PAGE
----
Denver Post launches RSS reader for late adopters

The Denver Post has launched an RSS reader called News Hound “powered by NewsGator“, with a ton of feeds from their site.
News Hound emphasizes Denver Post feeds over others, and pre-filtered feeds over ones that the user chooses. You can add feeds from other sites in News Hound, but it’s a three-click process to add a feed that is not on their list. The good news is that I couldn’t seen any attempt to limit competition. While they weren’t easy to find, craigslist feeds were included when you search for feeds that mention Denver.
The News Hound application window itself is a nonstandard window that cannot be resized and devotes as much real estate to navigation as to information.
There’s an ad on the News Hound window. This doesn’t necessarily bother me, except there are plenty of ways for readers to get their feeds ad-free.
News Hound promotion page doesn’t mention “RSS”. (Thanks to Steve Outing writing at Poynter for noting this.) I don’t necessarily think this is a bad thing. RSS is a file format with a geeky name. This is clearly a product designed for medium and late adopters.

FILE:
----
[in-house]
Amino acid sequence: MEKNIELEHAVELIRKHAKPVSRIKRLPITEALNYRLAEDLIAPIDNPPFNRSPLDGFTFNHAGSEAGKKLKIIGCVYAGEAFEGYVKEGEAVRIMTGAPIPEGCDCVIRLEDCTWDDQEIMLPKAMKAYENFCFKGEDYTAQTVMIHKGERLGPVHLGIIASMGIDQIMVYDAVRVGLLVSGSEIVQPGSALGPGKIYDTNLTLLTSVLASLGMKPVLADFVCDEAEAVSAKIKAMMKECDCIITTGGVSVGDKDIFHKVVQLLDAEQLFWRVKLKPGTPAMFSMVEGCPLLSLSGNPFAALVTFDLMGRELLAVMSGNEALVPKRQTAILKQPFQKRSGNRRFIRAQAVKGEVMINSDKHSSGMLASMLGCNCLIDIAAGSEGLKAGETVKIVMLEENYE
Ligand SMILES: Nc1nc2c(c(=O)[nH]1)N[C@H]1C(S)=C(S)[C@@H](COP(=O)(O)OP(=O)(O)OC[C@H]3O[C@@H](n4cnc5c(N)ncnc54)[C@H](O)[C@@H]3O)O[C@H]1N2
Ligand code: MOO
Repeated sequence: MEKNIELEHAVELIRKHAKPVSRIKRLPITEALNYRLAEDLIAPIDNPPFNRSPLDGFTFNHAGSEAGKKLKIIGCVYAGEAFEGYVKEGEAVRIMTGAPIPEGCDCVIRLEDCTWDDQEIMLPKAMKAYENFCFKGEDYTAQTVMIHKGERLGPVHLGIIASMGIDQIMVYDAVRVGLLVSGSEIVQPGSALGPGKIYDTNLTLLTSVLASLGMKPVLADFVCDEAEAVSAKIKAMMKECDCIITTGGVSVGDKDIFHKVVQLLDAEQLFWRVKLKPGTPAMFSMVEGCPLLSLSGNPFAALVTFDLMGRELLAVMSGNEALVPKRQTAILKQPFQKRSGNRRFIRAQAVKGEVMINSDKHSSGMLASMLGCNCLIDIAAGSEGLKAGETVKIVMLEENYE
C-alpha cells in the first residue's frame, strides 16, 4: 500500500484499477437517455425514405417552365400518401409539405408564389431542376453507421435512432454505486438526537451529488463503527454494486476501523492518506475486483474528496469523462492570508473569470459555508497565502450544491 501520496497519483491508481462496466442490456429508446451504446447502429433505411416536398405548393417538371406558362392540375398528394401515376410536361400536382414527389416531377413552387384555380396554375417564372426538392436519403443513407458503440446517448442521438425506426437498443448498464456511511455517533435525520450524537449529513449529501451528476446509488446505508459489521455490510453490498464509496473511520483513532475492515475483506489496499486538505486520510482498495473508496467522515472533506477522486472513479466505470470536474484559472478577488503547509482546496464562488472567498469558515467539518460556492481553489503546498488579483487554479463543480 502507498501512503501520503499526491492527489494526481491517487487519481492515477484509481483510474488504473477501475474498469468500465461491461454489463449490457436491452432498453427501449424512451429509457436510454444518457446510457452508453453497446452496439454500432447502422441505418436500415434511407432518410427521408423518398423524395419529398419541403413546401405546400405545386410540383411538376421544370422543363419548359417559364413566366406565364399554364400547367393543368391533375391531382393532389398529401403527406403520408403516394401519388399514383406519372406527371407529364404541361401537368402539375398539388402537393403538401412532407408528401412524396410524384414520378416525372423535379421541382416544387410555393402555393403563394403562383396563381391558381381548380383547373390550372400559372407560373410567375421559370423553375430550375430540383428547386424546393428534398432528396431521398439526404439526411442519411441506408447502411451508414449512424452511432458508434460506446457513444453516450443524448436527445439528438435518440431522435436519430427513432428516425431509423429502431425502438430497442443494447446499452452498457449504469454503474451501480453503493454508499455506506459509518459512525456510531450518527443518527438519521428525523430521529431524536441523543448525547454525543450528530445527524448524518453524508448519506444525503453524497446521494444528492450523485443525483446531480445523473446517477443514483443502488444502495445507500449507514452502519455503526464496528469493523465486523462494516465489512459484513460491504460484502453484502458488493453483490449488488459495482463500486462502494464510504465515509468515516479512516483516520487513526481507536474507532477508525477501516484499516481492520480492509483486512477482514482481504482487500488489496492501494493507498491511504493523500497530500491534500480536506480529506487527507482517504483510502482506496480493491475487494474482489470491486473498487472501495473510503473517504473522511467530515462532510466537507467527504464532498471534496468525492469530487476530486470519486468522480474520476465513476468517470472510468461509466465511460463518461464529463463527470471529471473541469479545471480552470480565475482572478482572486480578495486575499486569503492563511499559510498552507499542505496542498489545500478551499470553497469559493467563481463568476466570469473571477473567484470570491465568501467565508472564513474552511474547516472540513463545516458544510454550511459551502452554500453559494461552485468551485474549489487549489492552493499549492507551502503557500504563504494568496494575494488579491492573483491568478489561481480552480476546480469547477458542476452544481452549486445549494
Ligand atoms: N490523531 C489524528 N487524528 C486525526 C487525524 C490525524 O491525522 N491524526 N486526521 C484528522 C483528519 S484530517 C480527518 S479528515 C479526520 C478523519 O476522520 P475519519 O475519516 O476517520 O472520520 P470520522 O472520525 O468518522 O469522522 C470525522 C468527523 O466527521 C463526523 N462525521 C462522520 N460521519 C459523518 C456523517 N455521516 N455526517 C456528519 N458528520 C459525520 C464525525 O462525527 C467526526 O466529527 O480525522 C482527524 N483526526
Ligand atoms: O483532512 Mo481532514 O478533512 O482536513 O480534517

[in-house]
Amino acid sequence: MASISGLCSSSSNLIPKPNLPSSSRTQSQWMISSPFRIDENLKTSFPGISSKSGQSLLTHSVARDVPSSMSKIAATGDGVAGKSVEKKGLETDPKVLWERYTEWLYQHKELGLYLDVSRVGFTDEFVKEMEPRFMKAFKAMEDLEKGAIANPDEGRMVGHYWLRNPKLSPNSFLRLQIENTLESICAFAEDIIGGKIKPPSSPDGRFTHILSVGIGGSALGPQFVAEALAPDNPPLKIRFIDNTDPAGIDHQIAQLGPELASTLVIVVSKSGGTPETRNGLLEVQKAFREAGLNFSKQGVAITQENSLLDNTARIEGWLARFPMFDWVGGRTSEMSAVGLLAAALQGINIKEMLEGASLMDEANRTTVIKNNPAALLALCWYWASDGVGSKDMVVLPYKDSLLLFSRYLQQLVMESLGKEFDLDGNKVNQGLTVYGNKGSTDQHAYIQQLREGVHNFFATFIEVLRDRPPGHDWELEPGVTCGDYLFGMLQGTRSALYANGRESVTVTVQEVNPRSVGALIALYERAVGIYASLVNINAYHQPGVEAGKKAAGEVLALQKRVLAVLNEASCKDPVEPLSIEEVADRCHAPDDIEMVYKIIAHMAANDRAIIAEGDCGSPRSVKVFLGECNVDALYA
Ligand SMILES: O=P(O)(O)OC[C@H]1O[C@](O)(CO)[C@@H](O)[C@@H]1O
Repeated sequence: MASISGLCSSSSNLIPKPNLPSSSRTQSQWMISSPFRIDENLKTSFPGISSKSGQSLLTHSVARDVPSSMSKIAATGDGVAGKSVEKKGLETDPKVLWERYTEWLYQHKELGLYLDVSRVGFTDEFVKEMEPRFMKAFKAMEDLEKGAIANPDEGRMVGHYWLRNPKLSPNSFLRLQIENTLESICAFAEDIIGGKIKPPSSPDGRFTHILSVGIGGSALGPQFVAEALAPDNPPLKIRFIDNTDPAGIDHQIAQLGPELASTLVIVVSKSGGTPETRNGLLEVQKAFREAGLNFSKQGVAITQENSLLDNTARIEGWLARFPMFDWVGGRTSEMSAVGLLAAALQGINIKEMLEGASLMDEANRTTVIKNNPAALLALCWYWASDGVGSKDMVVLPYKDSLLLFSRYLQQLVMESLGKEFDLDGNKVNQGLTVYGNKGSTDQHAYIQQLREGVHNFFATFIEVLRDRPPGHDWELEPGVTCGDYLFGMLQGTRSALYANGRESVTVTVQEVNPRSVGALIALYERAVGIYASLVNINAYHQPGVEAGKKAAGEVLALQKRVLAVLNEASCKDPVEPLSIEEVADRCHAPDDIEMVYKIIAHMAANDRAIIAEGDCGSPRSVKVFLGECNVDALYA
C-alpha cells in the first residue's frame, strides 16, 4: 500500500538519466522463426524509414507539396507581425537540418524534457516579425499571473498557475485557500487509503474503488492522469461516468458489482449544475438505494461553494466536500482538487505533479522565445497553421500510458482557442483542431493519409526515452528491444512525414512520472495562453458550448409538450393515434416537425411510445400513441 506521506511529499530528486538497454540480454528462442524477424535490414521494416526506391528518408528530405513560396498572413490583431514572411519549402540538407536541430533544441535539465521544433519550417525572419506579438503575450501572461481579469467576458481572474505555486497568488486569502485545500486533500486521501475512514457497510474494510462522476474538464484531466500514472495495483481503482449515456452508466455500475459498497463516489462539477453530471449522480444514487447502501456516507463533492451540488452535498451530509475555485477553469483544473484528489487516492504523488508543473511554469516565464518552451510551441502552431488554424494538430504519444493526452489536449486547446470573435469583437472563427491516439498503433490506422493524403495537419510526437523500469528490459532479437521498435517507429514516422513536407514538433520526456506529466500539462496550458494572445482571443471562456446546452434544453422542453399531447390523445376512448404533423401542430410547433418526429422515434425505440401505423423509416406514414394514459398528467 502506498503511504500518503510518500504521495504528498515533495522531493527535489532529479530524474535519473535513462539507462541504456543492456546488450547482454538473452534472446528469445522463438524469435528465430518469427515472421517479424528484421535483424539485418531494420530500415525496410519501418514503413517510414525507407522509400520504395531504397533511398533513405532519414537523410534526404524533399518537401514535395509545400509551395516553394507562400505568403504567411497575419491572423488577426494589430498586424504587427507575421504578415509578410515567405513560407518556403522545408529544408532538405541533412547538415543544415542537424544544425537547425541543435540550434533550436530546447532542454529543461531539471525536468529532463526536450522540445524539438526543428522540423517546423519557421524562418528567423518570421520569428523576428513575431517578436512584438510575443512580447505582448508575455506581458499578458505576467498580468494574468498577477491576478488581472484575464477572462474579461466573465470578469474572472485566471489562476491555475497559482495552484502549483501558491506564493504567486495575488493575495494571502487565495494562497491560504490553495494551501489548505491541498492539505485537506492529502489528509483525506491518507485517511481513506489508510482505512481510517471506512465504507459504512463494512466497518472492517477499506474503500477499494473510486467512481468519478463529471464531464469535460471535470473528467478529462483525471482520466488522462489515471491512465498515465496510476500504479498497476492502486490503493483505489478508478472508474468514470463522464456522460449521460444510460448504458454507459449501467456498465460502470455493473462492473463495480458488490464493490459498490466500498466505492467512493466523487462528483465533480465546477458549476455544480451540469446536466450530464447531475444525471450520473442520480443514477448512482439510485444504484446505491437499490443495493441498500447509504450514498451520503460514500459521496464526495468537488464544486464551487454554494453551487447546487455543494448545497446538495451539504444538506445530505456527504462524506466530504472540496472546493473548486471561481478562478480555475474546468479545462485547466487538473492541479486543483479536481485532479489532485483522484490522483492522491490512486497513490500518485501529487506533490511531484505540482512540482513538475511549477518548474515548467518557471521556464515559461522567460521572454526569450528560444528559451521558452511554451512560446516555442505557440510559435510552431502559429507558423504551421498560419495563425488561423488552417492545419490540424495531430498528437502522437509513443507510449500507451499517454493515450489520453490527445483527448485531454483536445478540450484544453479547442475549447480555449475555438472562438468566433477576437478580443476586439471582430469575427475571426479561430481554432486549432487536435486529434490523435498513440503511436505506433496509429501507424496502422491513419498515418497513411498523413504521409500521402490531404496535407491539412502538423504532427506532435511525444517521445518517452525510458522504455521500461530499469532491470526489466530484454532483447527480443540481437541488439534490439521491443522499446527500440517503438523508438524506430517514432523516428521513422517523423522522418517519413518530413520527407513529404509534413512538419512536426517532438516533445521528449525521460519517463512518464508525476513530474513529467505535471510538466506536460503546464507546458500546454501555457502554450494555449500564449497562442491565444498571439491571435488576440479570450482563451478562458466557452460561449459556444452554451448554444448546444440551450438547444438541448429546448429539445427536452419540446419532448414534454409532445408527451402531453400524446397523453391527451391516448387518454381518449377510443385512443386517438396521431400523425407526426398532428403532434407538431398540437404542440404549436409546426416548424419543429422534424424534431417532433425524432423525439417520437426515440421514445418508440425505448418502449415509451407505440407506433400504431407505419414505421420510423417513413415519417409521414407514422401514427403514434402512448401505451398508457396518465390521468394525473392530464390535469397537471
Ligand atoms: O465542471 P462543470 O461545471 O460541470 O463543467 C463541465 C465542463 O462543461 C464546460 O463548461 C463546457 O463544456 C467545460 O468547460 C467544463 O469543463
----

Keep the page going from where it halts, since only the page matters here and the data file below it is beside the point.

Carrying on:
RSS lends itself to this kind of experimentation. After all, it makes no assumptions about how its information will be displayed by the reader. And it’s clear that the average reader hasn’t discovered the advantages of RSS feeds. A lot of early adopters haven’t jumped on this particular bandwagon yet. For those reasons, I think that News Hound is an interesting experiment.
But I’m still left wondering whether the average newspaper reader wouldn’t be happier reading their feeds on My Yahoo or Bloglines, or one of the existing RSS applications, if someone would show them how.
FOOTNOTE: I was involved in naming and launching an email alert service called “NewsHound” for the San Jose Mercury News in the early ’90s, which I know the folks at Poynter recall. I don’t remember whether we ever trademarked the name.
Originally published on my blog at JupiterResearch.